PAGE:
Posts Tagged ‘dialogue’

MOSES – 胡泊 Hu Bo

六月 16, 2020

Hu Bo
MOSES

Early morning
in the horseshoe-shaped forest,
finally the flock flies in again.
They are in high spirits,
talking excitedly.
Walking quietly
up to the tree,
Moses,
where is he?
They tell me,
Moses has waded
through the Red Sea,
left Egypt already.
Tears flow
to the tip
of my nose.

3/23/20
Translated by MW, June 2020

Hu Bo
MOSES

In der Früh
im hufeisenförmigen Wald
kommt der Schwarm endlich geflogen.
Sie reden aufgeregt
und diskutieren.
Leise geh ich
bis vor den Baum.
Moses,
was ist mit ihm?
Sie sagen mir
Moses ist schon
durchs Rote Meer,
hat Ägypten verlassen.
Tränen
auf meiner
Nasenspitze.

23. März 2020
Übersetzt von MW, Juni 2020

Hu Bo, geboren am 19. Juni 1961 in Dalian, aufgewachsen in Tianjin. Lebt in Taida. Volksschüler im Fach Alltagssprache-Poesie seit Mai 1999.
《新诗典》小档案:胡泊, 1961年6月19日生于大连, 天津长大。有诗入选《新诗典》感谢伊沙, 感谢所有帮助我的诗人. 现居泰达, 我是口语诗中小学生从1999年5月开启

 

摩西

 

胡泊

 

清晨

馬蹄形樹林

飛來了久違的鳥群

他們興高采烈

談論著

靜靜地走到

樹前

摩西他

怎麼樣了

他們告訴我

摩西已經

涉過紅海

出了埃及

我的淚水

湧至

鼻尖

 

2020.3.23

 

 

DIALOG – 张致臻

十一月 20, 2019

Zhang Zhizhen
DIALOG

Magst du Rock ‘n‘ Roll?
Sehr!
Welche Rock-Gruppe magst du?
Die B’z!
Was bringt dir das?
Ich bin ein wahrer Fan, geh mit meinem Idol ans Ende der Welt!
Trenn dich von ihnen!
Wieso?
Ich mag auch die B’z!
Häh?
Du nimmst mir mein Ende der Welt!

2019-01-13
Übersetzt von MW im November 2019

 

新世纪诗典作品联展#张致臻#(2.0)

 

 

 

 

SICHERHEITSKONTROLLE – 摆丢

十一月 19, 2019

Bai Diu
SICHERHEITSKONTROLLE

Ich trage die Zeichenmappe meines Kindes,
sag zum Sicherheitsmann: „Zeichenbrett, brauchen Sie nicht kontrollieren.“
„Wie soll ich denn wissen, was Sie zeichnen?“
Ich nehm das Reißbrett heraus, zeig ihm eine Seite,
„Schauen Sie, noch gar nichts gezeichnet, weißes Papier.“
„Ich meine, ich weiß nicht, was Sie in der Tasche haben.“
„Papier. Blankes Papier. Weiß.“

2019-07-06 in Shanghai, Metro Linie 2
Übersetzt von MW im November 2019

 

 

PHILOSOPHIE – DURCHFALL

十二月 18, 2016

img_20161215_080131_121

PHILOSOPHIE

warum oder worum
geht es im leben
geht es nicht im leben

MW Dezember 2016

 

 

DIALOG DAHEIM

du hast mir ein gedicht geschenkt
mit deiner antwort

entschuldigung! das wollte ich nicht

MW Dezember 2016

 

 

APHORISMUS

was sagst du, das ist ein aphorismus?
ich hasse aphorismen.
leute die aphorismen lesen sind weicheier
die keine gedichte aushalten.

MW Dezember 2016

 

 

DÜNNSCHISS

heute geht es wieder im dünnschiss dahin
mit deinen gedichten
sagst du auf chinesisch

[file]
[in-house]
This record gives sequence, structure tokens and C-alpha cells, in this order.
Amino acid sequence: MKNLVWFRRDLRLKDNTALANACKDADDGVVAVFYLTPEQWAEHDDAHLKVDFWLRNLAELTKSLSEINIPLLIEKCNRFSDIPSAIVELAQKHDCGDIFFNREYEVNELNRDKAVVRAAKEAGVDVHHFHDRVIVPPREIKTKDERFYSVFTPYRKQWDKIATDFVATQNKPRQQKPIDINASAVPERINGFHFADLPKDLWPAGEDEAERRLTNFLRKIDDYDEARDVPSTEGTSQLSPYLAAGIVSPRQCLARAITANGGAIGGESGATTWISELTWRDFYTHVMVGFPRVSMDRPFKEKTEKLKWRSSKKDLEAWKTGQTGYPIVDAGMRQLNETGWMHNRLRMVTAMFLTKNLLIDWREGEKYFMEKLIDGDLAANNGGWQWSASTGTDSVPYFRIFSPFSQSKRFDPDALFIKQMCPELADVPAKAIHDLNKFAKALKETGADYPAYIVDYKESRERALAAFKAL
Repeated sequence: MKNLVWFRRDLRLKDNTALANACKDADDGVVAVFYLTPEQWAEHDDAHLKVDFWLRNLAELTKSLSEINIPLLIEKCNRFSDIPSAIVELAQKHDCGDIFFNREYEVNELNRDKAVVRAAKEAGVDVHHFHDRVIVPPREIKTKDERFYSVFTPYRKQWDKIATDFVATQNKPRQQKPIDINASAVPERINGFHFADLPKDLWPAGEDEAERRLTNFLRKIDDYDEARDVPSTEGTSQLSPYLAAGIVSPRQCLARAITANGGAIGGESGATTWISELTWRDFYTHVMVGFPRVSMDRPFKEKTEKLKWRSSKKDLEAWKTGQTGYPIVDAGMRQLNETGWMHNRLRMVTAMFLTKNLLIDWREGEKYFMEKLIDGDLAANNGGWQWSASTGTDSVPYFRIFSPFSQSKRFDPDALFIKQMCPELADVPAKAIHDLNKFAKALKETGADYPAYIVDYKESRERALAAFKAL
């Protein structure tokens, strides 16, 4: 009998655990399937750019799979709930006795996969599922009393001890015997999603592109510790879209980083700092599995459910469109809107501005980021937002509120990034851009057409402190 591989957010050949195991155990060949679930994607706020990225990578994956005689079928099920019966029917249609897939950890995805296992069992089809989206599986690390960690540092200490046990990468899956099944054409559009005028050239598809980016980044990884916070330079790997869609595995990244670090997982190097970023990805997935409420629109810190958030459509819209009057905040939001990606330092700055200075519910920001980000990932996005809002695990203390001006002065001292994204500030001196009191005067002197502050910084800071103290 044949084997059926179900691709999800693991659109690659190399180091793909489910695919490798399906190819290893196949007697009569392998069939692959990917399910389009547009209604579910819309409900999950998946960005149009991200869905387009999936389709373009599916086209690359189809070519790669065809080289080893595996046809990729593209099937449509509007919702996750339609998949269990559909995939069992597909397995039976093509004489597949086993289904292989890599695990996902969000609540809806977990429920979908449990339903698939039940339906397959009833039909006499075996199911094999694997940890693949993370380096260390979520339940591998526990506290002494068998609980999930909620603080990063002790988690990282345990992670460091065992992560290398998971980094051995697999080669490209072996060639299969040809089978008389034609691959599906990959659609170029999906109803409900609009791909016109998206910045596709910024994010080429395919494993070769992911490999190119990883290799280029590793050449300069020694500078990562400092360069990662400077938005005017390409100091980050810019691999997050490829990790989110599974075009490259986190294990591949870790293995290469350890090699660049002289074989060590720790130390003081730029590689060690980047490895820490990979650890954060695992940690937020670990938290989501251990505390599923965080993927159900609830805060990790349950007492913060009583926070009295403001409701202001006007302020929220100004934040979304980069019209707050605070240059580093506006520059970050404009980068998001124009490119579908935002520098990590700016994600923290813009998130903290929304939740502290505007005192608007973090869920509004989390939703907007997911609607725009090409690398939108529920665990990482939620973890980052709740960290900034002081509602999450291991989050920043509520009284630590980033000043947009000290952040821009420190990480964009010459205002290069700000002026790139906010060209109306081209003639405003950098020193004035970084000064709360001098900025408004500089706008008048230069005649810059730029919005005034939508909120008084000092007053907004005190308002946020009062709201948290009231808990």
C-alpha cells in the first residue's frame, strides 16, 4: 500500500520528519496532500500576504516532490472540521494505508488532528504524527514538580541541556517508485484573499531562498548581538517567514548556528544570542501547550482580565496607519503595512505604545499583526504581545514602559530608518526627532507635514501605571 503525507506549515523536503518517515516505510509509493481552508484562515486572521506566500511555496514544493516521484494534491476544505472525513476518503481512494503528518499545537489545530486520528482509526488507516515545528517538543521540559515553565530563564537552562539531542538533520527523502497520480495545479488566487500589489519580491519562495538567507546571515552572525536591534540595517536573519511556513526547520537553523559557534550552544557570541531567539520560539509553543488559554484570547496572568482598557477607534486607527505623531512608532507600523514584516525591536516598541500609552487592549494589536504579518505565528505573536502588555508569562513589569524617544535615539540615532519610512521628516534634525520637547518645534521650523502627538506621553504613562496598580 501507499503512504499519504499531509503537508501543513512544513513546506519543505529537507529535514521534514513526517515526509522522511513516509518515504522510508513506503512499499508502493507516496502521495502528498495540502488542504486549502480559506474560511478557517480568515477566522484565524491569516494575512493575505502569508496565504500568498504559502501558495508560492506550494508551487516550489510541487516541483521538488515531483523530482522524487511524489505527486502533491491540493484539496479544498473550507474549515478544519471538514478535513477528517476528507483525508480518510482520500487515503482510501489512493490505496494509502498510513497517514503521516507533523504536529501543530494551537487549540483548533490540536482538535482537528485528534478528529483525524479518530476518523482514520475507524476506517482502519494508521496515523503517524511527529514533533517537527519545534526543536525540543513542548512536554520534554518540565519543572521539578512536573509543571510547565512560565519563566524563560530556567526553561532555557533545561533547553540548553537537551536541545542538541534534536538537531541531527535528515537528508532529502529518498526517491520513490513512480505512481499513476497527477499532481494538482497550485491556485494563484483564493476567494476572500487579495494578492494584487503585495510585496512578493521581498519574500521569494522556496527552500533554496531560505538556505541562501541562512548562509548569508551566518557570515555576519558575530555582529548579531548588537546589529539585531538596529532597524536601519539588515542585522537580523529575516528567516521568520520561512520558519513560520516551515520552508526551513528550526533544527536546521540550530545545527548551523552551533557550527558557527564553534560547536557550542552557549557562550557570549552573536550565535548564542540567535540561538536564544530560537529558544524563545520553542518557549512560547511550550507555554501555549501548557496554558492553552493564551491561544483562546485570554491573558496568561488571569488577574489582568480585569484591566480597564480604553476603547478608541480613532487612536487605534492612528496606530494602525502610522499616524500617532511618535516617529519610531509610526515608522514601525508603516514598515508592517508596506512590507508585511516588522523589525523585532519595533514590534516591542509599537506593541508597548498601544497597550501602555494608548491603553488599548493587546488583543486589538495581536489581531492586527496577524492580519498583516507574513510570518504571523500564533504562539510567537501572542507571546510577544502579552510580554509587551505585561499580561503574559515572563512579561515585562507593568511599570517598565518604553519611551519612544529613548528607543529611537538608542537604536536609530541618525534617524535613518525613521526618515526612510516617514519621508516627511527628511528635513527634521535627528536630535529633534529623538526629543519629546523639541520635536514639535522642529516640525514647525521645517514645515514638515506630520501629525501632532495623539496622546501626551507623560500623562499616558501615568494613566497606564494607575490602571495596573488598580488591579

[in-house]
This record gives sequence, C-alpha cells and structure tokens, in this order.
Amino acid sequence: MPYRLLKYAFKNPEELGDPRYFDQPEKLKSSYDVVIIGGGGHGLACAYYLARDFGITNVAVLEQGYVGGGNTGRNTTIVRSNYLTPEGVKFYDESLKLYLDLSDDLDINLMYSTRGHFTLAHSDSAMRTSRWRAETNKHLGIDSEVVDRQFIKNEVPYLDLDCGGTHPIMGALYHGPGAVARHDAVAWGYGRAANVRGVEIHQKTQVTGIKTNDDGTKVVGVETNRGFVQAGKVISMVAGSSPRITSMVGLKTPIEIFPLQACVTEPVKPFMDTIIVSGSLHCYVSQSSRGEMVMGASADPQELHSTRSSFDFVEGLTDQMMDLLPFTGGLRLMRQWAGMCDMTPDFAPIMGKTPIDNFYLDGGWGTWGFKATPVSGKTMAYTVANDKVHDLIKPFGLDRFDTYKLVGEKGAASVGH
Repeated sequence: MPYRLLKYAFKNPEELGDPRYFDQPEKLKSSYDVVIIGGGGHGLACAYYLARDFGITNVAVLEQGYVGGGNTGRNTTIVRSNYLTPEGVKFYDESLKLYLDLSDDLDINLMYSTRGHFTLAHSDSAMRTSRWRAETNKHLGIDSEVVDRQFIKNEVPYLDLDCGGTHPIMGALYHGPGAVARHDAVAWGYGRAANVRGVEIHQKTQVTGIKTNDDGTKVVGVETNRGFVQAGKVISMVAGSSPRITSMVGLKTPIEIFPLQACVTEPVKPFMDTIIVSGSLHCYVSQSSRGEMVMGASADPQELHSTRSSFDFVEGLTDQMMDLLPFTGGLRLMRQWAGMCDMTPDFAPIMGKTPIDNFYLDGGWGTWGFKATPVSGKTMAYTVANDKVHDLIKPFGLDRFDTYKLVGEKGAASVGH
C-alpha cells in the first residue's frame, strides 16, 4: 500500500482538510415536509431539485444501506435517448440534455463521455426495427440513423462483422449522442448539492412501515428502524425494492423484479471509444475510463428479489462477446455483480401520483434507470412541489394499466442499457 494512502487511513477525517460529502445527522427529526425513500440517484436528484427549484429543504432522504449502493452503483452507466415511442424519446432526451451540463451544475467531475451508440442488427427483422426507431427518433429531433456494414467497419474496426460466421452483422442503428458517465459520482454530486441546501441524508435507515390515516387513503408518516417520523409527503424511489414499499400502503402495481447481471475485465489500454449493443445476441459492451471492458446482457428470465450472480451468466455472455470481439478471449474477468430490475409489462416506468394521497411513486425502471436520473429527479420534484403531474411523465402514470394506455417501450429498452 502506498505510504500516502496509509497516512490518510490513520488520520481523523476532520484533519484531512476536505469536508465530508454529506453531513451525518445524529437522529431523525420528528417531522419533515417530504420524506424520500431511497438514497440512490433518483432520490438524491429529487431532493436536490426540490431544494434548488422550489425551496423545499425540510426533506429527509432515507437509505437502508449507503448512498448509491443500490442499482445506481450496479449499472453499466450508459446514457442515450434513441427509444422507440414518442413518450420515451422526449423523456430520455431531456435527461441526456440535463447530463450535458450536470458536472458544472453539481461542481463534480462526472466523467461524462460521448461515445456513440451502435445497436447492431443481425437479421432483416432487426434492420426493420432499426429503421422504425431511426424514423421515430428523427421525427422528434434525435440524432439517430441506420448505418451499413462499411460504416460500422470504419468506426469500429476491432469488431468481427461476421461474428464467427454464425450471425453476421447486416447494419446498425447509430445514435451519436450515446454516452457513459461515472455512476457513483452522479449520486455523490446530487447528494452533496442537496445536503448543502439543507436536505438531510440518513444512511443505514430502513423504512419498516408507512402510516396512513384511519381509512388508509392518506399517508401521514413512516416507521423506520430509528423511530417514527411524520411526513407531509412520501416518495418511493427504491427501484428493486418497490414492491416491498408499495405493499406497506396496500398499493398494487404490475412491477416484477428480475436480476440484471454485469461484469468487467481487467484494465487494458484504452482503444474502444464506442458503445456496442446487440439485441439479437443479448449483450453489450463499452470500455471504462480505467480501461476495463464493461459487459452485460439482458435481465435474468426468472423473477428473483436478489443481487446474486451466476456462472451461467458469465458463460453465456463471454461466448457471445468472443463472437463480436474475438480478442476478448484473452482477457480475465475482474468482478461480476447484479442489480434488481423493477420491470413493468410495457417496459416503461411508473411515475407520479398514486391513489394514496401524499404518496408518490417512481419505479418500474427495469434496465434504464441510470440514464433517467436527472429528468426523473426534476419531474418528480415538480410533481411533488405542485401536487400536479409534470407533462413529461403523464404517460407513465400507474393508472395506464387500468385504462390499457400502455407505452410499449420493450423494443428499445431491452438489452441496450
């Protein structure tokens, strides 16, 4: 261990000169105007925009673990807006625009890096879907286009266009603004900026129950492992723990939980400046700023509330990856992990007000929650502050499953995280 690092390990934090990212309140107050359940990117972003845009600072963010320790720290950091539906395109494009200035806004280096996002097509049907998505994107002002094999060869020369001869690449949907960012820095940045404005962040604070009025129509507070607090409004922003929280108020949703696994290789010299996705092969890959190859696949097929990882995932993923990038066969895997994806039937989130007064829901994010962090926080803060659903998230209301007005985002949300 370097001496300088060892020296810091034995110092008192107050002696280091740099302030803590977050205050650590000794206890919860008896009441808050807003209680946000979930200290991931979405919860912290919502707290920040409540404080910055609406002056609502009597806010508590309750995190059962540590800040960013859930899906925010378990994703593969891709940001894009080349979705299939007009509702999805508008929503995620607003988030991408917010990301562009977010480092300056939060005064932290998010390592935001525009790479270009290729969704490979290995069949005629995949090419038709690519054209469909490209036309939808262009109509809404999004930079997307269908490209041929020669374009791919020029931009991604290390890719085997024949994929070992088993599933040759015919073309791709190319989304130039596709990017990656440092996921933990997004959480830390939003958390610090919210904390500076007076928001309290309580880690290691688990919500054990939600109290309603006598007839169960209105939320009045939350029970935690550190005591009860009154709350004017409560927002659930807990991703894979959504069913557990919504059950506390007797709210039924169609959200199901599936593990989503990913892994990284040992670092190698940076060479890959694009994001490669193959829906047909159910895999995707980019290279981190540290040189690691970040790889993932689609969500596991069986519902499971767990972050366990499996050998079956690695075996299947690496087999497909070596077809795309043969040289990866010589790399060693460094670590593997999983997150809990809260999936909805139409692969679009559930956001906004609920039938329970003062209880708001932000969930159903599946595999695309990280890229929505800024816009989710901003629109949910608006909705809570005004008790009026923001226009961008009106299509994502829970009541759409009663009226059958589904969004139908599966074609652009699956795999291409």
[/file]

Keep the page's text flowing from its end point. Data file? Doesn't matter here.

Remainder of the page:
MW Dezember 2016

Ai Weiwei in Canada, … almost

八月 12, 2013

The Globe and Mail article quoted by Paul Manfredi is well informed and sympathetic. But it doesn’t spell out any concrete reasons for Ai Weiwei’s singular status. Ai Weiwei’s status, even after his imprisonment, is that of a “princeling”. It seems to be easier to get rid of Bo Xilai. Bo’s father was one of the “eight immortals” of the Communist Party. Ai Weiwei’s father Ai Qing was a persecuted Communist writer, persecuted under Communist rule since the 1940s. Persecuted before, that’s where he got his name. Most of his colleagues denounced each other. Among famous writers, few seem to have been as obstinate as Ai Qing. He was banished to an army town in Xinjiang, a huge city today. There he cleaned toilets, together with little Weiwei. But after Deng Xiaoping came to power in 1978, Ai Qing became an icon. Unlike Bo Xilai and his henchmen, Ai Weiwei did not build labor camps and organ-harvested Falungong-followers. Before he was arrested, Global Times had published many sympathetic articles about his civil rights activism. And even after his abduction and imprisonment at an unknown location, Ai Weiwei gets to keep his comparatively huge house and grounds and most of his fortune. If he was persecuted too much, the main reason for Ai Weiwei’s status would come out too clearly: It would be awkward to discuss his father’s fate in detail. Cultural policy since the 1940s is no secret to anybody in and around the arts in China. But still. Maybe it would come out too clearly how control over art and literature and everything connected to culture was deemed even more important than in other Socialist countries. How idealism had been betrayed again and again, most effectively with broad domestic and international participation in economic growth after 1989. Ai Weiwei is very different from his father Ai Qing in many aspects, as well from his older brother Ai Xuan, who is also a well-known artist in China. But like his father, Ai Weiwei remains an icon of idealism. It would be awkward and politically dangerous to challenge such icons too much and thus revive ideals in a big way.

The Globe and Mail article quoted by Paul Manfredi gives convincing evidence of Ai Weiwei’s civil disobedience and civil rights engagement. Another good recent piece on Ai Weiwei, his imprisonment in 2011 and comparable phenomena elsewhere around the world is a TED-talk by An Xiao Mina.

Ai Weiwei wrote an indignant indictment of the US behaviour in the Snowden case in The Guardian back in June. That was before the plane carrying Bolivia’s president was refused airspace by France, Spain and Italy on US orders on July 3.


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